Strong/Weak Combinations—does it have to be that way?

Home / Non-profit Boards / Strong/Weak Combinations—does it have to be that way?

If the executive director is strong, does the board have to be weak?  And if the board is strong, does the executive director have to be weak?

 

Many (most?) organizations seem to fit in one category or the other.  In the strong ED-weak board model, the executive director basically runs the organization: making strategy decisions, setting policy, and raising most of the money.  The board basically goes along with the executive director’s ideas, suggestions and initiatives, doesn’t ask a lot of questions, and doesn’t rock the boat.  If the executive director is competent, the board doesn’t have anything to worry about, and in truth maybe not much to do.

 

In the strong board-weak executive director model, the board develops the strategic direction, creates policy and raises most of the money.  The executive director administers programs and implements board decisions.  If the board knows what it is doing and the executive director is a good administrator, this model can be effective.

 

Obviously, things can go wrong if the strong party isn’t performing up to the level necessary for its strong position.  A controlling board that doesn’t establish strategy, direct policy, ensure implementation and adequate results, won’t allow the executive director to do it either (and vice versa).  And somebody has to do those things or suffer mission failure.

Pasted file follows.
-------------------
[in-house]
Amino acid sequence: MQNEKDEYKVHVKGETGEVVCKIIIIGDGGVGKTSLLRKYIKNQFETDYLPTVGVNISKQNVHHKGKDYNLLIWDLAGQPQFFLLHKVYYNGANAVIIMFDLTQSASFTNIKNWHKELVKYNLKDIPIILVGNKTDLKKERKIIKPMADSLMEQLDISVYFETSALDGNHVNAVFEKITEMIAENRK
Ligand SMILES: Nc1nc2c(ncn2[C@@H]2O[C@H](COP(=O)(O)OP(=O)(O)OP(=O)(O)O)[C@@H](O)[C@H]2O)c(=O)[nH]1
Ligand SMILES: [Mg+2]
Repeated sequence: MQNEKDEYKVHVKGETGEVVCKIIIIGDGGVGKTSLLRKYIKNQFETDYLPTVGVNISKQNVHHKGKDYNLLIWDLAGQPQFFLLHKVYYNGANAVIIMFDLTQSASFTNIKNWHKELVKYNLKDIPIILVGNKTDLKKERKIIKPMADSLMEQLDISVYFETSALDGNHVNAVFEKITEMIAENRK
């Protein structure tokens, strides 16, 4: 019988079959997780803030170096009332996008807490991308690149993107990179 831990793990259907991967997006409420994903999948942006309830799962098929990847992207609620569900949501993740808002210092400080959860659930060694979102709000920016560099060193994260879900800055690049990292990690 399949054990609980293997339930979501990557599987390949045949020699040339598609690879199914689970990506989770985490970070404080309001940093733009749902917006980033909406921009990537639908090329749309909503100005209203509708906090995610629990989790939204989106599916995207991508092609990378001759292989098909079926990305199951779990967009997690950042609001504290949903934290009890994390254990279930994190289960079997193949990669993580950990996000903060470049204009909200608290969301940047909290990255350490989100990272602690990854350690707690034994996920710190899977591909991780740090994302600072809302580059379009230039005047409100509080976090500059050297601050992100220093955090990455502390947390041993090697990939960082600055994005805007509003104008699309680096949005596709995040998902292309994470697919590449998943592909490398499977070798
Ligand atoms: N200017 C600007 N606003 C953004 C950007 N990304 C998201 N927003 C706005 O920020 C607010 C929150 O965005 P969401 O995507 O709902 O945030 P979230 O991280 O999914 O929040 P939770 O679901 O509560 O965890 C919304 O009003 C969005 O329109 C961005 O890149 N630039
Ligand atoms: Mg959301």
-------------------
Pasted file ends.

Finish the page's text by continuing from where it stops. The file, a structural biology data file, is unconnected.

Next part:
But does it have to be this way?  I can think of a few (but only a few) examples of a strong board and a strong executive director functioning well together.  Maybe this is the situation that people talk about when they say “the board sets direction and policy, and the staff carries them out” and other ideal models.

 

What nags is that there are so few of these ideal models out there.  Is that why so much of the literature about boards sounds good but doesn’t actually apply in the real world?

 

In all cases, the board chair and executive director need to figure out how to work with each other and how to develop strategy, advance policy initiatives, ensure results and raise the money—together.  Executive directors often serve different board chairs during their tenure.  Board officer positions have term limits, generally a couple of years, and executive director positions do not.  Therefore, the strong-weak dynamic may change within limits depending on who is in the board chair seat.

 

Within limits. It seems unlikely that a new board chair will reverse the balance of power on a strong executive director.  It seems equally unlikely that a new board chair will abdicate the strong board’s position to a weak executive director.

 

A board can be deliberate about which role it chooses when hiring an executive director.  One hiring committee faced with a decision to hire a candidate who had passion for the mission, a great network within the served population and a lot of promise, but lacked experience that you generally look for in an executive director.  We had a frank discussion about how the board would have to step up for a year or two and help this candidate—should we decide to hire him—to provide leadership for the organization and mentorship for the candidate.  This we decided to do.  The executive director, now seven years in the job, is seasoned and effective.

 

So, which situation describes yours?  And are you comfortable that the balance of power has found its optimal balance in your organization?

Related Posts

Leave a Comment